Last updated: 
31 August 2020

Before you apply for design protection in another country you should consider:

  • laws and procedures can differ greatly from country to country
  • you may need to have documents translated if the property office does not use English as their official language
  • if you are not a resident of that country you may have to use the services of an intellectual property (IP) professional
  • fees vary from country to country
  • certain countries, such as the US and the Philippines, will only accept applications made in the designer's name.

Your priority date in the country in which you are applying in is the filing date of your application in Australia. The priority date is the date from which your IP is effective from.

Applying internationally

You can apply for an international design in two ways.

1. A national application

You can make a new application in each country as if you were making a new application for your design for the first time.

You will need to prepare representations of the design and complete forms, all in the style required by the foreign country. You would file the application in the country's industrial property office, using the services of an agent if required.

2. A convention application

You can make a new application in each foreign country within six months of your Australian application and request your Australian filing date to be used for your international protection as well.

This is possible because Australia belongs to the International Convention for the Protection of Industrial Property (the Paris Convention) together with 150 other countries.

A convention application has several advantages:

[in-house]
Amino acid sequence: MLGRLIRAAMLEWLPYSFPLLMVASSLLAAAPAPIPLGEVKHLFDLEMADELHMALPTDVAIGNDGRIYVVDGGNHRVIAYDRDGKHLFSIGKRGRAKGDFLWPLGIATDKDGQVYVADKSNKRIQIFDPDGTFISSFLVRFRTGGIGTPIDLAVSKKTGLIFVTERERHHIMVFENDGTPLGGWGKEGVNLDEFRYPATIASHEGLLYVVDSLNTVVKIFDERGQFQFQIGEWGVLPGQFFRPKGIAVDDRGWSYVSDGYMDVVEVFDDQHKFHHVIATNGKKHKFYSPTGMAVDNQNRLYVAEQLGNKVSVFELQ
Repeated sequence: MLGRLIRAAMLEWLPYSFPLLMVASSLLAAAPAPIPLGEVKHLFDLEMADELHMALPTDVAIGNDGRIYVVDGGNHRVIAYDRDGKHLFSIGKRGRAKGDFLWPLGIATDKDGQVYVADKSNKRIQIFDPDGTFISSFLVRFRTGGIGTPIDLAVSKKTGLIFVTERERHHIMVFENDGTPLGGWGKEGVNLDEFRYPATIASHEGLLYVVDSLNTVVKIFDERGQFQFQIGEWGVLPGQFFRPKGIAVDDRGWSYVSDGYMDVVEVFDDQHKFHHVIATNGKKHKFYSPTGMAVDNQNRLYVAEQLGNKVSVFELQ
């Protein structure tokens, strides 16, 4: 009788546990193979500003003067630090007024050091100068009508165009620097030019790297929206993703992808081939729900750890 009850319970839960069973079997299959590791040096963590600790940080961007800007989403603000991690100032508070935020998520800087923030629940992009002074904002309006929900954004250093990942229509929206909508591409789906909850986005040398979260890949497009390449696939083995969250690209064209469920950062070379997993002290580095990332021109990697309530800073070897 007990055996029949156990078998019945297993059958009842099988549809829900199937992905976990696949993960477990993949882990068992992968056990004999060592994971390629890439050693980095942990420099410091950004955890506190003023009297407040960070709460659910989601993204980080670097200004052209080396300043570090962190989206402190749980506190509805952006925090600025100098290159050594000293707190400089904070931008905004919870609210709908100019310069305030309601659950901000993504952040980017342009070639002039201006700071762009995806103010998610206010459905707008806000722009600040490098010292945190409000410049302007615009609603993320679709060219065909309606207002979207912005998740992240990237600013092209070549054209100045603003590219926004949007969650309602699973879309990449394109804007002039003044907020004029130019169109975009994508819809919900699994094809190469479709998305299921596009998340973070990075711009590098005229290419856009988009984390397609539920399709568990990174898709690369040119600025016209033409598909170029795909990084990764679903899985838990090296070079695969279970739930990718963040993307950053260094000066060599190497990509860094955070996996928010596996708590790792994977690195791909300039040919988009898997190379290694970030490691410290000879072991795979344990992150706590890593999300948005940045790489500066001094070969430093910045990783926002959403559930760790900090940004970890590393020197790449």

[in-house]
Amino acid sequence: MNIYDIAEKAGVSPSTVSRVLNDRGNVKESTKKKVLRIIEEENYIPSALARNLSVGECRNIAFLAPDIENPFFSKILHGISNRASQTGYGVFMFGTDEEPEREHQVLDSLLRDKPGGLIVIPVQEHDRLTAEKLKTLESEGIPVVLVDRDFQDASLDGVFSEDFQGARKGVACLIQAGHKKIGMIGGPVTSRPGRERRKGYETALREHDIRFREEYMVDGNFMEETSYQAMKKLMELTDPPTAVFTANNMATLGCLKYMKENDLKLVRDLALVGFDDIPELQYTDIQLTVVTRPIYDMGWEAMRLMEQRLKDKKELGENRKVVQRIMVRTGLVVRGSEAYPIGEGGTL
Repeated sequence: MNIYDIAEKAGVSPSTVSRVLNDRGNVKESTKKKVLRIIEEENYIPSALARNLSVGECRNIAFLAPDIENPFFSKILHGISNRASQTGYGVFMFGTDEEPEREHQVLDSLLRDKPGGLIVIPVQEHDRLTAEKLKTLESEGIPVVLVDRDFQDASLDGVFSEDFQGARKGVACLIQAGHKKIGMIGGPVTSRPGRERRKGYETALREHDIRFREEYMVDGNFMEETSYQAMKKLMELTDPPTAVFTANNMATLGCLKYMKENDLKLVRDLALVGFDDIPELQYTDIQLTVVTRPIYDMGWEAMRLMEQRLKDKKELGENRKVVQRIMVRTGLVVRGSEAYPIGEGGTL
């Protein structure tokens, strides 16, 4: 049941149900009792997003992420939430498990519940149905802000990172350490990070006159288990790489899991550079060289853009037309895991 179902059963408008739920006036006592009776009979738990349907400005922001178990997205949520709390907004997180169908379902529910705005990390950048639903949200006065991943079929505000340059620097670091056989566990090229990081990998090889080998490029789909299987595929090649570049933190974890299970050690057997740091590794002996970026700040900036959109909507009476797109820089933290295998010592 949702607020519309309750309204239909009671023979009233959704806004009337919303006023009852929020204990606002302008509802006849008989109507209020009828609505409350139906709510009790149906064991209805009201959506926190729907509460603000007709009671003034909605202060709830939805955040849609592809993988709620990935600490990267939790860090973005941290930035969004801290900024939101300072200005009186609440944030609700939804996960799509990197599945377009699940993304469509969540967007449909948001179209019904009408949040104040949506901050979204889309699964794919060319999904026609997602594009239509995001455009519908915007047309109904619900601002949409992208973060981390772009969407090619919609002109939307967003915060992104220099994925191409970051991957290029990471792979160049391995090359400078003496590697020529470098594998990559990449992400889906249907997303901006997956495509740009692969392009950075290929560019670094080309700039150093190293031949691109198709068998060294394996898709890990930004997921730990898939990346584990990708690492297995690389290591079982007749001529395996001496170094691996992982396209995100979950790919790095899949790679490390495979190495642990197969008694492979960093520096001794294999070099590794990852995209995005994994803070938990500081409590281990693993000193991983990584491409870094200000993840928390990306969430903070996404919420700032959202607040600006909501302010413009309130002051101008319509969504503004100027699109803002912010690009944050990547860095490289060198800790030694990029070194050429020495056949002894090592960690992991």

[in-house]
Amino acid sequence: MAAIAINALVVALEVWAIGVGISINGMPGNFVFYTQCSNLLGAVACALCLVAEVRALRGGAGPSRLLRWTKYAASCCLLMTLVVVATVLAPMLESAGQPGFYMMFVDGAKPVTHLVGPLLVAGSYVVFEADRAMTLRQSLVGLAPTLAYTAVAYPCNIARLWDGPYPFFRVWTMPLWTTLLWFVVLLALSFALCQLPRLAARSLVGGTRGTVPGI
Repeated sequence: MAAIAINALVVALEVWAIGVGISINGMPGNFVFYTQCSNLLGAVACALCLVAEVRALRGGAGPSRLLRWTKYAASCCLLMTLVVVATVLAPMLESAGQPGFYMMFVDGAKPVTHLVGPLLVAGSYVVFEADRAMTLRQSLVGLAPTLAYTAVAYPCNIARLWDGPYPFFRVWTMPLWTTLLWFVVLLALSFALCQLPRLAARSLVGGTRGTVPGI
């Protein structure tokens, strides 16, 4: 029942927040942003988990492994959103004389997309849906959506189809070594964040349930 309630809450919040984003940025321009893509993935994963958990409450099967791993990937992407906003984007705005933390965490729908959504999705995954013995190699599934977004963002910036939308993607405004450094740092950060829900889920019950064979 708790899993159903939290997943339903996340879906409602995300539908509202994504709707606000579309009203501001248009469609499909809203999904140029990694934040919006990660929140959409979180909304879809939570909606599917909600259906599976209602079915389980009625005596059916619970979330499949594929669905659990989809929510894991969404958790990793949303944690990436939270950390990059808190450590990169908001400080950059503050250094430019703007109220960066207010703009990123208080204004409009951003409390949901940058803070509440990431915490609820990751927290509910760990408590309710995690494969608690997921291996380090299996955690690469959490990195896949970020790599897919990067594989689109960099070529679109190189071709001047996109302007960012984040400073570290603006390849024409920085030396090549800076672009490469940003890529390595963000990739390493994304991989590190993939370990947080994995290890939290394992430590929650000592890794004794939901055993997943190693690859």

• you have up to six months to lodge an application in a foreign country
  • the date you filed your Australian application is the priority date for your international protection as well
  • any public disclosure of your Australian application during those six months will not affect the newness of your foreign application.

If you lodge your foreign application more than six months after your Australian application, you cannot have the date of filing of your Australian application as the priority date. In this event, any disclosure of your design before you file your foreign application could affect the newness of that application.

If you are lodging a convention application may also need to supply a certified copy of your original Australian application, known as the ‘basic document’. You can obtain certified copies of your Australian application via our online services and paying a fee.

The World Intellectual Property Office maintains a directory of international IP offices.

More information

World Intellectual Property Organization

Hague – The international design system

Search the International Register

International FAQs

Hague system E-filing tutorial

Guide to the international registration of industrial designs

Designs initiatives